Stock Market Corrections

In 2017, the largest peak-to-trough decline we saw in the S&P 500 was just over 3% – an almost unprecedented lack of volatility. These conditions were bound to ultimately shift, and with the amount of automated trades that were triggered during the reversal, we saw quite a spectacle in the Dow on Monday, which at one point was down over 1,500 points. This irrational behavior is typically short-lived, and generally should not drive long-term investment decisions.

It is important to understand that market corrections are a normal phenomenon, and those investors who know the facts, who remove emotion, and who react (or don’t react) appropriately are normally the biggest benefactors.

In times of volatility, it can be very difficult to stay the course and remain disciplined as an investor. Emotions become volatile and history has shown two common things for individual investors:

Investors who panic and make rash decisions, often make mistakes that they may never be able to overcome.
For example on March 9th, 2009, the S&P 500 hit a low, down 57% from its all-time high. From that point forward, the market moved up over 200%1. Unfortunately, many investors never re-entered the market. This led to them missing out on potentially doubling or tripling their money depending on their exposure to equities.

Investors who stay the course, and invest for the long term, generally outperform those who do not.
Keep in mind this famous quote from Warren Buffett; “When investors get greedy, I get afraid. When investors get afraid I get greedy.

As we’ve watched the market over the last several trading sessions, we have continuously asked ourselves “has anything fundamentally changed between yesterday and today?  Or even last week and this week?”  Every time, our answer is a resounding – no.  We view this pullback as healthy, and frankly overdue.  We still feel the equities markets are the best place to earn a decent return in 2018, and are still bullish on stocks.  The back drop is still very positive for the equity markets: earnings continue to grow at a robust pace, with approximately 80% beating estimates, inflation is low to non-existent, interest rates (credit) are still very cheap (by historical standards), tax reform should boost corporate profits and consumer spending, and the global expansion is still very much alive.  None of that changed between last week and today.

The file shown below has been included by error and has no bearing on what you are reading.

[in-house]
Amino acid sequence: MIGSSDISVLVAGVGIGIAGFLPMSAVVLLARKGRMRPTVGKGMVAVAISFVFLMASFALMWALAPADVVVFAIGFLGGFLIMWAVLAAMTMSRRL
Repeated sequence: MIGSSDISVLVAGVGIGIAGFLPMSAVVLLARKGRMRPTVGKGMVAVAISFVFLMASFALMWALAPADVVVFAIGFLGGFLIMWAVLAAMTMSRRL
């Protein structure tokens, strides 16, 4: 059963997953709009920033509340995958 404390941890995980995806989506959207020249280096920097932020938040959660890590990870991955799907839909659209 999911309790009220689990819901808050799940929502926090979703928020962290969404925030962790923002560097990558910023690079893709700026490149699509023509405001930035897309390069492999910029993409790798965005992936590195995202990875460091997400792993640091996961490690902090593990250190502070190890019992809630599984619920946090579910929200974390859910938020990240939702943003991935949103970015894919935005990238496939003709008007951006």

The catalyst for this sell off really surrounded around inflationary concerns. Inflation has been essentially dormant for the last several years, as despite a low unemployment rate, wage growth has struggled to get off the ground. That finally showed signs of change in Friday’s jobs report, as wage growth was up 2.9% year-over-year, the highest gain since June of 2009. Growing wages coupled with the added stimulus of tax reform have caused some traders begin to price in the possibility of the economy over-heating, prompting rapid action from the Federal Reserve. While we do expect the Fed to continue raising rates this year, we are still at historically low levels with cheap credit readily available to businesses wishing to invest in growth.  Any inflation experienced from a rise in wages would have a lagged effect before the economy and inflation are impacted.  We also believe tax reform will lead to inflationary pressures; as will the normalization of the Fed.  But we feel these inflationary pressures will start impacting the economy in the second half of the year, perhaps even the fourth quarter.

As anxious as it may feel from day to day, we would urge investors to remain disciplined during these periods of turbulence and stick to a long-term approach driven by fundamentals rather than short-term bursts of activity. We will continue to monitor economic conditions and make adjustments as necessary, but remain confident in our strategic allocations. We recognize that media hysteria can put investors of all experience levels on edge, and our advisors stand ready to visit with you regarding any questions or concerns that may arise. Thank you for your continued trust!